PAUL BUCHHEIT FOR BUZZFLASH AT TRUTHOUT
The severing of our society into a plutocracy and a peasantry is so far along that statistics almost cease to have meaning. But the facts have to be told, to help explain the sickening sense that we're becoming a nation without a middle class, paralyzed by the inequality deniers and excuse makers who refuse to admit there's something wrong with their free-market capitalist system. The extremes are becoming almost intolerable.
1. A Broken System of Compensation: The Combined Salaries of 350,000 Pre-School Teachers Is Less Than That of Five Hedge Fund Managers
Pre-school teaching may be our nation's most important job. Numerous studies show that with pre-school, all children achieve more and earn more through adulthood, with the most disadvantaged benefiting the most.
Hedge fund managers, at the other extreme, are likely to bet on mortgages to fail or on food prices to rise.
It's a frightening commentary on our value system that the total income of over a third of a million pre-school teachers is less than the combined income of just five big-money speculators.
2. Diminishing Support for Society: The 1% Made More From Their Investments in 2013 Than the Entire Cost of Social Security, Medicare, Medicaid, and the Safety Net
America's wealth grew by almost $9 trillion in 2013. The richest 1% own 34 percent of the wealth (Table 6 here or Table 2 here), or about $3 trillion of the 2013 gain.
That is far more than the budget for Social Security ($860 billion), Medicare ($524 billion), Medicaid ($304 billion), and the entire safety net ($286 billion for SNAP, WIC [Women, Infants, Children], Child Nutrition, Earned Income Tax Credit, Supplemental Security Income, Temporary Assistance for Needy Families, and Housing).
3. Capital's Long-Term Dominance of Labor: Since 1900, a Dollar of Labor has Grown to $127, a Dollar of Stocks to $1,247
There's a good reason why the super-rich are cleaning up in the stock market. Thomas Piketty explains that, barring war or depression, the return on capital far outpaces economic growth, causing average workers without a stock portfolio to drop further and further behind. A look at stock market growth over 114 years (Page 60) confirms that a dollar of capital is now worth ten times more than a dollar of labor value.
In recent years, the gains from continued worker productivity have gone to the 10% of Americans who own almost 90 percent of all stocks excluding pensions (which are fast disappearing).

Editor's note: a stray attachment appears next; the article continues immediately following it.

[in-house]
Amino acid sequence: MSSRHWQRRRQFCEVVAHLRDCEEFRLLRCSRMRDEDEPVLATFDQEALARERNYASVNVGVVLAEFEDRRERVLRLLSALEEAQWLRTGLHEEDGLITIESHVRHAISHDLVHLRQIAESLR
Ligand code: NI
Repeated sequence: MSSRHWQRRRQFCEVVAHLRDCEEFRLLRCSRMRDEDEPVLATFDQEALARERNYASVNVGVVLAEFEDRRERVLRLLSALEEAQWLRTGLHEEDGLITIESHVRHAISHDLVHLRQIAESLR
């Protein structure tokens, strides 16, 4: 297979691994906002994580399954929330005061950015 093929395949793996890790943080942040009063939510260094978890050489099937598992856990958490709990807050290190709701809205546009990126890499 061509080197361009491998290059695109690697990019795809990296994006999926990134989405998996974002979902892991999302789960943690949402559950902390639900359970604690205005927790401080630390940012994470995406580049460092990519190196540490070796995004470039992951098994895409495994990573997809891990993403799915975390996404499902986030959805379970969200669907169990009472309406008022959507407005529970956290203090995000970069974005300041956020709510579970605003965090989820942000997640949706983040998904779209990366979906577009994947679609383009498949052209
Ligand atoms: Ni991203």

4. The Walmartization of America: A Few Super-Rich at the Top, Then Everyone Else
Just like at Walmart, a few big moneymakers are ruling over a great majority of increasingly low-income workers. Low-wage jobs ($7.69 to $13.83 per hour) made up 1/5 of the jobs lost to the recession, but accounted for nearly 3/5 of the jobs regained during the recovery. And it's getting worse. Nine out of ten of the fastest-growing occupations are considered low-wage, generally not requiring a college degree.
The descent into Walmart-like employment is disproportionately hurting minorities. In 2013, an astonishing 55.9 percent of employed black recent college graduates were underemployed, working in an occupation that typically does not require a four-year college degree.
At the other end of the Walmartization, families in the top 5% made anywhere from $300,000 to $40 million -- in just one year.
5. Toward Third-World Status: Our Shrinking Middle Class Gets a Smaller Cut of National Wealth Than Anywhere Except China and India
From a global perspective, we're becoming the type of country that we used to dismiss as "third-world." Among developed and fast-rising nations only the middle classes of China and India get a smaller cut of their country's wealth than in the United States. Both of them are rapidly catching up to us.
Thomas Piketty recommends a global wealth tax to help reverse inequality. But a financial transaction tax (also called speculation tax or Robin Hood tax) would be easier to implement, more efficiently regulated, and a source of massive revenues at little cost to financial traders.
Whatever method we choose, progressive thinkers in the U.S. and around the world will need to unite on a single cause, much as the Tea Party did in its crusade against government. We can't afford to disagree among ourselves as paralysis sets in.